World’s Oldest Known Spider Dies at 43, With Lesson for Us

A trapdoor spider in Australia spent decades tending a small burrow—a life people can learn from, scientists say.

By Stephen Leahy
Published 3 May 2018, 12:59 BST
Number 16, a recently deceased trapdoor spider in Australia, had been studied since 1974. Her long ...
Number 16, a recently deceased trapdoor spider in Australia, had been studied since 1974. Her long life changes what scientists thought they knew about the species.
Photograph by Leanda Mason

Number 16—the world’s longest-lived known spider—has died, likely killed by a wasp at the ripe old age of 43 years. She outlived the previous record holder, a 28-year-old tarantula found in Mexico. Previously, researchers believed trapdoor spiders lived 25 years. However, more important than setting a record, Number 16 offers a life-lesson on sustainability, researchers told National Geographic.

Number 16 built her burrow in the North Bungulla Reserve in southwestern Australia, when she was young. Like all female trapdoor spiders (mygalomorph spiders), she was a homebody, never leaving her burrow. She had to protect and maintain her burrow, because if it were damaged, mature trapdoor spiders cannot easily rebuild or relocate.

Trapdoor spiders are hairy tropical spiders up to 1.5 inches long (4 cm) that nest underground. Their bites can cause pain and swelling in humans. They cleverly camouflage their trapdoor and lay out trip lines so that when an insect triggers it, they leap out in surprise attack, dragging their prey into their burrow.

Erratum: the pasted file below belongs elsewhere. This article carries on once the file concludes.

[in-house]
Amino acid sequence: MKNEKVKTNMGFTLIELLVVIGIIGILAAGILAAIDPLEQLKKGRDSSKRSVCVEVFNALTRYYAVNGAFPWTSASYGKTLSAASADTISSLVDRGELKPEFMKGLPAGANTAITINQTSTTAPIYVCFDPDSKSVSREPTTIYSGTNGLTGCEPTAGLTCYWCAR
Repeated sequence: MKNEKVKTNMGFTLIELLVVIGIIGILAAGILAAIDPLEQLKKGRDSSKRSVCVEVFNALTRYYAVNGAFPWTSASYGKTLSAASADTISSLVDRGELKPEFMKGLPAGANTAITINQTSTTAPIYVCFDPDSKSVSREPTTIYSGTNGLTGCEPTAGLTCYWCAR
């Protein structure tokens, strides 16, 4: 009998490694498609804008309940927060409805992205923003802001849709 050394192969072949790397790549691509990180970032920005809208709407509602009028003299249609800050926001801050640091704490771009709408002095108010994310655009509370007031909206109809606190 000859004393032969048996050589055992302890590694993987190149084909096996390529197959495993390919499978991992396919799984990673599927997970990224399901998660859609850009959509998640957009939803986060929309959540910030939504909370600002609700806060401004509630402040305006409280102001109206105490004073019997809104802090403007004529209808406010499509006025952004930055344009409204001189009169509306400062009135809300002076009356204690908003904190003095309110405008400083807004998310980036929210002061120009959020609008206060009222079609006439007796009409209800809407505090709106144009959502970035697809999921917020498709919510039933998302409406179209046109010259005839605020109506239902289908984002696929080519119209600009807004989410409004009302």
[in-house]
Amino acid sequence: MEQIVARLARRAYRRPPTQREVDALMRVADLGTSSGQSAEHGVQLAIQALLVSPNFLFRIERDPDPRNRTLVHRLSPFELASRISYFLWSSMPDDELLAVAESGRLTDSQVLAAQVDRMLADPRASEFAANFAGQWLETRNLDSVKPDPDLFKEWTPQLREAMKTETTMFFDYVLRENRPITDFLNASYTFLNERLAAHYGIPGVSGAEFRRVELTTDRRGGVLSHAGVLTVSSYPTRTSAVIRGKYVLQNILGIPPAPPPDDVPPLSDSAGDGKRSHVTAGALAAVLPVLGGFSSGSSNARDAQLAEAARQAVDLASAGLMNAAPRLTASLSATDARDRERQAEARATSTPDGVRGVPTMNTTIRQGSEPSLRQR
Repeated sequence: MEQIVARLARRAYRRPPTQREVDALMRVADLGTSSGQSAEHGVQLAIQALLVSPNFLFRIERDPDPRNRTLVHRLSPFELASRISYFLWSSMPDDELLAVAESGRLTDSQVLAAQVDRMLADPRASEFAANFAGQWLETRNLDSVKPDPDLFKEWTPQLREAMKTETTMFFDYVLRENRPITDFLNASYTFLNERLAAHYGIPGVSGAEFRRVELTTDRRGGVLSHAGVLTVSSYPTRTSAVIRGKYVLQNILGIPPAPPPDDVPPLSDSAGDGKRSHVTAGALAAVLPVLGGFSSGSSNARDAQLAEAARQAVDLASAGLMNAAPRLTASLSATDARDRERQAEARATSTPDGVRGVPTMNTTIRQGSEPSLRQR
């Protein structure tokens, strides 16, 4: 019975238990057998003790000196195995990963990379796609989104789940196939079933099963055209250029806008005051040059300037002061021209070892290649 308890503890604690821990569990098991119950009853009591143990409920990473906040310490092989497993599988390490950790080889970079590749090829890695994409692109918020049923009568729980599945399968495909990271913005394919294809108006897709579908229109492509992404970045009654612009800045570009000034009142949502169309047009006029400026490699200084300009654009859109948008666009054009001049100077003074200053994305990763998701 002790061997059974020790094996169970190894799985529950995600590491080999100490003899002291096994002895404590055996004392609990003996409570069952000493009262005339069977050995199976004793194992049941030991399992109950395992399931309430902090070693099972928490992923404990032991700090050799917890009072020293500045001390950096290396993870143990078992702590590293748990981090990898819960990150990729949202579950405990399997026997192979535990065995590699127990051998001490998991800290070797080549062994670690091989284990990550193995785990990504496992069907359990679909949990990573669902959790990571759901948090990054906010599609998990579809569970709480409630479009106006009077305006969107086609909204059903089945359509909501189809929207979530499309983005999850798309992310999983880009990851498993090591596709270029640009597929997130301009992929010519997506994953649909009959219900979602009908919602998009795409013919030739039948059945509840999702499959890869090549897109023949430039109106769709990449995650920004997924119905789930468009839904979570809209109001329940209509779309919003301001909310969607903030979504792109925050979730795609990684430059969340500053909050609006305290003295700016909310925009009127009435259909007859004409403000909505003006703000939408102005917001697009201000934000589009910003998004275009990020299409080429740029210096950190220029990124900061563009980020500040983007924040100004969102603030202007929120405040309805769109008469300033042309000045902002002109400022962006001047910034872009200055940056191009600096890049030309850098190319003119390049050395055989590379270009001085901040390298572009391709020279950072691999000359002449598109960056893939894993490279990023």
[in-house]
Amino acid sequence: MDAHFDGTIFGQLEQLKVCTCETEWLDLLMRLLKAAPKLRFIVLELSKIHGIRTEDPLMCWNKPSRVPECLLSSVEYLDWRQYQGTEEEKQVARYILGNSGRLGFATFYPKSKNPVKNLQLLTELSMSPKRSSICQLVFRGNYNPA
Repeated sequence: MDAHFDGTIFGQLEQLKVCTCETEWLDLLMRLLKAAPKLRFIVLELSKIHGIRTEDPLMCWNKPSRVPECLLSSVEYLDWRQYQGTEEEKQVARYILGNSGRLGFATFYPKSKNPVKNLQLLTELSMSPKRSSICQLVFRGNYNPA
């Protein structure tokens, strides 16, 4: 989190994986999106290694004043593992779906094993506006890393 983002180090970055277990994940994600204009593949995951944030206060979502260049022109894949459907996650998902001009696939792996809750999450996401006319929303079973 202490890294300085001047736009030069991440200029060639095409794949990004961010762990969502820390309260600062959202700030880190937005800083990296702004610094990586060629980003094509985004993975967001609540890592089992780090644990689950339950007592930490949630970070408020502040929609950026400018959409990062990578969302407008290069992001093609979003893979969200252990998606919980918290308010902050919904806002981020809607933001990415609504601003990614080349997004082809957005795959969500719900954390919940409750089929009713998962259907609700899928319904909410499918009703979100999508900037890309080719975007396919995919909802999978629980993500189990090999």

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In 1974, Australian arachnologist Barbara York Main included Number 16 in a study of how trapdoor spiders live in native bushland to learn about their sedentary nature and low metabolisms. As part of the study, all active burrows were checked every six months. On 31 October 2016, researchers discovered the lid of Number 16’s burrow had been pierced by a parasitic wasp and was in disrepair. Parasitic wasps implant eggs inside other insects, and when the eggs hatch the larvae feed on their host, in this case Number 16. All of her contemporaries were long gone by this time.

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Number 16 offers an example of a long life with low-level impact and frugal resource use, the study concluded. Moreover, she—and trapdoor spiders generally—cannot up and move if their home is destroyed or too badly damaged. This may offer humans a lesson in sustainable living, says lead author of the new study Leanda Mason from Curtin University in Perth.

“In contrast, humans are too rushed and unsustainable at the rate we consume and destroy resources,” Mason said via email.


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